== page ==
Sunday, March 28th, 2010

Media, the iPad and CD-ROMs


Not as random a collection of words as you’d think at first glance. Scott Rosenberg of Salon fame has a post up on Silicon Alley Insider where he relates the excitement of Big Media over the incoming iPad as parallel to their clueless exuberance over CD-ROMs in the early 90’s. The web showed up soon afterward and the CD-ROM became a historical curiosity.

It turns out that nothing can compete with people connecting with each other around common interests. While the iPad will likely have some of those features, the Big Media hope of creating new walled gardens through apps is likely just that, a hope. Personally I would but a New York TImes or Wired app, provided the price was cheap enough and it took advantage of the platform in ways I couldn’t experience with any other medium. BUt I think there wil likely be quite a few misfires as big media outlets try, and fail, to turn back the clock.

Does that mean the end of the Ipad? I don’t think so. The tablet form factor is advantageous not just for reading media but a host of other applications, including ones we haven’t yet come up with.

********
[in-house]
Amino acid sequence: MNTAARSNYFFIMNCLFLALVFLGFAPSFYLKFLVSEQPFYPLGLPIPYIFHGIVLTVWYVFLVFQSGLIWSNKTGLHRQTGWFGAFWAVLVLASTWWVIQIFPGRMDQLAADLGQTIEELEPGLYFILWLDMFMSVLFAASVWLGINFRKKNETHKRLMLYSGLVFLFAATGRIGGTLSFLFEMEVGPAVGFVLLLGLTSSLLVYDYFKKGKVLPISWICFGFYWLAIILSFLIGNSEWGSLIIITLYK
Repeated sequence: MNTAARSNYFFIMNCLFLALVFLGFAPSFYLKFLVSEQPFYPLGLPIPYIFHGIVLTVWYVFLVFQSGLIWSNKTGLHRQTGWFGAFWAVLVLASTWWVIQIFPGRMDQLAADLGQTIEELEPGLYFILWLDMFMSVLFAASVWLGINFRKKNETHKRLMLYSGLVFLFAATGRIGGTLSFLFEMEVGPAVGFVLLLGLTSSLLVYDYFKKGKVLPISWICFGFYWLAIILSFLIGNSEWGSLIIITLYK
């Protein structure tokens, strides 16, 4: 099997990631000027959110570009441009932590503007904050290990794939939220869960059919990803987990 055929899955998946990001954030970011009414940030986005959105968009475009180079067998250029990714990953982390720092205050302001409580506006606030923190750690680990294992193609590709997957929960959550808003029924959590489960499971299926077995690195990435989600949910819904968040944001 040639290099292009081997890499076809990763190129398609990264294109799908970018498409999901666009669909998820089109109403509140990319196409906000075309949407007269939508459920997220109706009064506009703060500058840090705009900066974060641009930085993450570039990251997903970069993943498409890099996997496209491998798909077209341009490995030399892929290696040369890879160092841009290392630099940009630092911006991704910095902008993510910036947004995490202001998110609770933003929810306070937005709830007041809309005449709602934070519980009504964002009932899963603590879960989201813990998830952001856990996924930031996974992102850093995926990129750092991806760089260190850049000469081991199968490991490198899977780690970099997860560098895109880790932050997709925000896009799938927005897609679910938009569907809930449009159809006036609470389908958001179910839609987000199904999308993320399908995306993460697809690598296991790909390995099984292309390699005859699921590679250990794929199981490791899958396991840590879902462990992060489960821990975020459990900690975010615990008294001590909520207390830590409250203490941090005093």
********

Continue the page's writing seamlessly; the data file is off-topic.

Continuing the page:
Warren Frey is a journalist, freelance writer, podcaster, video producer, and all-around media consultant currently based in Vancouver, Canada. His written work has appeared in such publications as Metro Vancouver, the Westender, Mac | Life and the Japan Times.

One Response to “ Media, the iPad and CD-ROMs ”

Todd Sieling says:

I haven’t read Scott’s article yet but definitely will; he writes good stuff.

There will definitely be misfires, and likely some early breakout leaders in the first two months or so. While the exuberance may sound the same as it did for CD-ROMs, the iPad makes a critical break away from the idea of ‘reading at your computer’, and adding location awareness and a consistent reader profile to build a reading experience on gives publishers new ways to think about their content.

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